Beneath this region, the indication of a low-velocity anomaly at deep upper mantle and mantle transition zone depths was most prominent (Fig. 3c). Directly above this, at middle upper mantle depths, a high-velocity feature was identified in the west beneath South Sudan, and the lowest velocities at these depths were located immediately adjacent to the high-velocity feature, to the north and to the southeast and southwest (Fig. 3b). Above this, at the shallowest upper mantle depths, the lowest velocities were imaged to the east beneath Lake Turkana. At these shallowest depths to the west beneath South Sudan, slightly slow to average upper mantle velocity was observed, while the fastest structure was located to the south and southwest beneath the laterally continuous Uganda and Bomu-Kibalan Cratons (Fig. 3a).
This pattern may suggest that rising asthenosphere is being diverted north and south around a lithospheric structure within the middle upper mantle beneath South Sudan. However, it is difficult to be certain of the spatial relationship and possible connection between this high-velocity feature and the Uganda and Bomu-Kibalan Cratonic roots located at shallower depths to the south and southwest. At this this point we can only speculate whether the structure is part of a stable, deep lithospheric root or whether it is sinking or foundering lithosphere (see discussion in Emry et al., 2019). However, we expect that this feature may affect the style of rifting, patterns of magma-rich vs. magma-poor extension, and connections between the Main Ethiopian Rift and the Eastern and Western Branches.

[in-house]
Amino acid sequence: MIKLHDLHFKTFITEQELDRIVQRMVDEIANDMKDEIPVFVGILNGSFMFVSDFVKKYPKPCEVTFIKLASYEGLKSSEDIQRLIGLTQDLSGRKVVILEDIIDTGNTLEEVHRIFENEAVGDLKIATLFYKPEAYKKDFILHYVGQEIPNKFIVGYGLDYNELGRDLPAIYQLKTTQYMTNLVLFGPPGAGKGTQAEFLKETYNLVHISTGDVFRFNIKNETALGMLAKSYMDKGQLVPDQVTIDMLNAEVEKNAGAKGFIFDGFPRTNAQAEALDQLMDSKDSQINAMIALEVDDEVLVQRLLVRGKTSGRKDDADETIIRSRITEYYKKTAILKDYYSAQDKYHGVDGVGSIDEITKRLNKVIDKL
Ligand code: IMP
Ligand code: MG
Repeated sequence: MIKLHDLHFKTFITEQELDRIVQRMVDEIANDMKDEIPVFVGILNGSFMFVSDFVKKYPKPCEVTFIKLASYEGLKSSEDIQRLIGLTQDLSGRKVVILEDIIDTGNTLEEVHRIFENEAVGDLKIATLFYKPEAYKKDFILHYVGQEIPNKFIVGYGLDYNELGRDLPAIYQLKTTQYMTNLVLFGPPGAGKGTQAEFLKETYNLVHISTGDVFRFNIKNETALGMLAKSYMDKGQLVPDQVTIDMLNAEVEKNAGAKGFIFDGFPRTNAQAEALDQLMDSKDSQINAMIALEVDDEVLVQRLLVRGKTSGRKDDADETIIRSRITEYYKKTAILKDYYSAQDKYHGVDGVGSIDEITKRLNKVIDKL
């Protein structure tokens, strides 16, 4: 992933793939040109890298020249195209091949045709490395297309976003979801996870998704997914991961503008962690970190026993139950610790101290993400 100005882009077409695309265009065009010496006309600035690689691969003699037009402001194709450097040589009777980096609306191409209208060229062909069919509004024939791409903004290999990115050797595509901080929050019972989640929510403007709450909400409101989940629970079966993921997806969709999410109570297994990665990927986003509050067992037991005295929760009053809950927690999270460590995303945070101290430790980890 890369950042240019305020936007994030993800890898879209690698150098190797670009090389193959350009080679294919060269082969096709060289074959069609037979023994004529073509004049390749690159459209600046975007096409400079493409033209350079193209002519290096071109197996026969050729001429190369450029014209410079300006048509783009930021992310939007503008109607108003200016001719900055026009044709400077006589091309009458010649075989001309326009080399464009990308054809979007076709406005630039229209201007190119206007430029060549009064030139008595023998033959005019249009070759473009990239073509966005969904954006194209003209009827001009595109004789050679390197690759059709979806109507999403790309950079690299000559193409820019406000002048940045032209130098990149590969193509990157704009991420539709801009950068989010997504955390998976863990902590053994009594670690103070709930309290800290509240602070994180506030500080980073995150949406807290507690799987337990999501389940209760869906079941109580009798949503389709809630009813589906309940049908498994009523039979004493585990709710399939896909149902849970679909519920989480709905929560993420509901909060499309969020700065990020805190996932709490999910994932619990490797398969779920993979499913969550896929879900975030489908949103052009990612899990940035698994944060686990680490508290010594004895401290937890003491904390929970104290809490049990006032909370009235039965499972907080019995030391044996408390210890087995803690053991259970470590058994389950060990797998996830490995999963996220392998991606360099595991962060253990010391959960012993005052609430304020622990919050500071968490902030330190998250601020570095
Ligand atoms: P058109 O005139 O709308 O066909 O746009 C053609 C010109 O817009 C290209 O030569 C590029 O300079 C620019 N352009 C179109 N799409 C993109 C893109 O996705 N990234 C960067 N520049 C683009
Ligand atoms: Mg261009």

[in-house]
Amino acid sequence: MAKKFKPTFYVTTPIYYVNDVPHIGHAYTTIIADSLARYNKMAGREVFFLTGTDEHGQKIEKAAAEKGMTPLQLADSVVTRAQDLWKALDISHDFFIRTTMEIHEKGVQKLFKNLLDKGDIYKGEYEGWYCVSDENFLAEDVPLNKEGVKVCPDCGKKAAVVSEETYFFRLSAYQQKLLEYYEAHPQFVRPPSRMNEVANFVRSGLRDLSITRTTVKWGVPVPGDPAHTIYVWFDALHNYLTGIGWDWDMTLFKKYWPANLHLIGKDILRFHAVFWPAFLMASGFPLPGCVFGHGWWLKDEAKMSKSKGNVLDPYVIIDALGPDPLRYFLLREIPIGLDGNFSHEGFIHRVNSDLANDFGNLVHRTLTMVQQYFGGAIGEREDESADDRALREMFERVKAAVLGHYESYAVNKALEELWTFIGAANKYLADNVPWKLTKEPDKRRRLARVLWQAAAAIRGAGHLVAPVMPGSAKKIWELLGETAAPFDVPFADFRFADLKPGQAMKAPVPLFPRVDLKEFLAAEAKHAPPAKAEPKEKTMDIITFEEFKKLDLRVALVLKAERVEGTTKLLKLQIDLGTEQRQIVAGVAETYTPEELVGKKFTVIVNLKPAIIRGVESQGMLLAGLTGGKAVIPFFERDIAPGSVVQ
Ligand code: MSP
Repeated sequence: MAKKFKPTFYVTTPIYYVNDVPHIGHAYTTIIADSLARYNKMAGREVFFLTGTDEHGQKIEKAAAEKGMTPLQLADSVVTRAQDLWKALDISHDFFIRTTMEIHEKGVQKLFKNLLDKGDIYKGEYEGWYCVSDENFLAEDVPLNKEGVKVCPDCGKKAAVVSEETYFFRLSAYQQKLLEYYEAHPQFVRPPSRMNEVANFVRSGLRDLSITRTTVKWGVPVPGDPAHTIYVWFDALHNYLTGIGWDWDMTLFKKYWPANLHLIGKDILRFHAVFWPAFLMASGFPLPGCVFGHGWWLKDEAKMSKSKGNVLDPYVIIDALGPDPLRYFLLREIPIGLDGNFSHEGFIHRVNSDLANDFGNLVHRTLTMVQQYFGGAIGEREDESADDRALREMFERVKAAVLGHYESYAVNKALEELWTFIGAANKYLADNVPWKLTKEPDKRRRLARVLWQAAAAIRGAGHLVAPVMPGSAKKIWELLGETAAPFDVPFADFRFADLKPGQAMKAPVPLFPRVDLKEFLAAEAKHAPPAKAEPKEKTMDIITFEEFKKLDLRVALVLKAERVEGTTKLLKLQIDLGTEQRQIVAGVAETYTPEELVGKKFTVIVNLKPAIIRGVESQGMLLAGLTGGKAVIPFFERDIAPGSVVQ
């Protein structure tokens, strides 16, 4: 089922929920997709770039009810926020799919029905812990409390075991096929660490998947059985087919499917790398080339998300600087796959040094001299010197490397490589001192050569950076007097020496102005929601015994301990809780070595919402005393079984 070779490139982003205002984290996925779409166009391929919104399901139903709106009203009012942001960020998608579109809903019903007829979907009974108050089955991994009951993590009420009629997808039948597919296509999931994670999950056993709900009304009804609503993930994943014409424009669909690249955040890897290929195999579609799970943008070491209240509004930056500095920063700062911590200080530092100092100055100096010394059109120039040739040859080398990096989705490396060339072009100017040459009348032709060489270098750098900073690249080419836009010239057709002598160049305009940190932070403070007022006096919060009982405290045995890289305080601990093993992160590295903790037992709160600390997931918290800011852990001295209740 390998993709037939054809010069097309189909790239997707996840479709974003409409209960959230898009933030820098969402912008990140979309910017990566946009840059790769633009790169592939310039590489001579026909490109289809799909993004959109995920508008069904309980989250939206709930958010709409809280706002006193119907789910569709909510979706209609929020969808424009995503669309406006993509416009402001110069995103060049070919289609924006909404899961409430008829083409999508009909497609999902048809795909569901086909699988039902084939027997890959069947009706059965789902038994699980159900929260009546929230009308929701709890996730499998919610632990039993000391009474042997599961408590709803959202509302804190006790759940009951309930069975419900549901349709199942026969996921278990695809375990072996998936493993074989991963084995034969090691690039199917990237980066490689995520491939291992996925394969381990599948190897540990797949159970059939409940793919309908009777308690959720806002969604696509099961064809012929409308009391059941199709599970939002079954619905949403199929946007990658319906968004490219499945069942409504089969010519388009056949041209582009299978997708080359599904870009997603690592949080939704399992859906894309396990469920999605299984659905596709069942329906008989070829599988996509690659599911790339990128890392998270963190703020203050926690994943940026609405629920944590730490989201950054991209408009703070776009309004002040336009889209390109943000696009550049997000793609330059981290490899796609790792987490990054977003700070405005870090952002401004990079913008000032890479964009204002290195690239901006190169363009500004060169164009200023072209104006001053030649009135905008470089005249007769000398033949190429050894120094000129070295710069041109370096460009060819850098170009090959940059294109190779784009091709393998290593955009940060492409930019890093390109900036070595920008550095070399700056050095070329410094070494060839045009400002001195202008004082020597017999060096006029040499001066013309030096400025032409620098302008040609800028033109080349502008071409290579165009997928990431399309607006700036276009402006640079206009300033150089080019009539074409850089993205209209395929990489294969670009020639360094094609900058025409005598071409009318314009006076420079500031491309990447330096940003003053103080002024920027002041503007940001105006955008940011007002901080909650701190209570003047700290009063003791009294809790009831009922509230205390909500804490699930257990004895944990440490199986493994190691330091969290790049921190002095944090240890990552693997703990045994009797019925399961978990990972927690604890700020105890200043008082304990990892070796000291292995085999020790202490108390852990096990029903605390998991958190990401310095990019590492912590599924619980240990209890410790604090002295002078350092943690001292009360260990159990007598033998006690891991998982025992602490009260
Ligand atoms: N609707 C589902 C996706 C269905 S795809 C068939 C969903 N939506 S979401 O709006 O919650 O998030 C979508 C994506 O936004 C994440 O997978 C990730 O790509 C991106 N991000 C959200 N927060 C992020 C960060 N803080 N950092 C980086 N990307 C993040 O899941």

Overall, the EARS shows variability in lithospheric topography and reveals regions where the lithospheric structure may be affecting the path of upwellings at shallow and middle-upper mantle depths. However, there is also a clear sense of distinct upwellings within the upper mantle that might be sourced from a common, deeper anomaly. Our results of the upper mantle and mantle transition zone are useful in understanding the spatial relationships and possible connections between different segments and we hope that they will aid the overall goal of synthesis.
We thank the NSF Earth Sciences Postdoctoral Fellowship program for supporting this research (EAR-1349684). The shear velocity model from Emry et al. (2019) is available through the IRIS-EMC and through the GeoMapApp tool. We thank Manochehr Bahavar from the IRIS-EMC and Andrew Goodwillie from IEDA-GeoMapApp for helping to format the model and make it available.
Because our data came from ambient seismic noise, it was necessary that stations had temporally overlapping records. In this regard, the sparsely distributed long-term seismic deployments, such as the GSN, GEOSCOPE, AfricaArray (see photos), and MedNet were irreplaceable, and allowed us to also incorporate several 1-2 year (‘PASSCAL-type’) seismic deployments throughout Africa and the surrounding regions. ■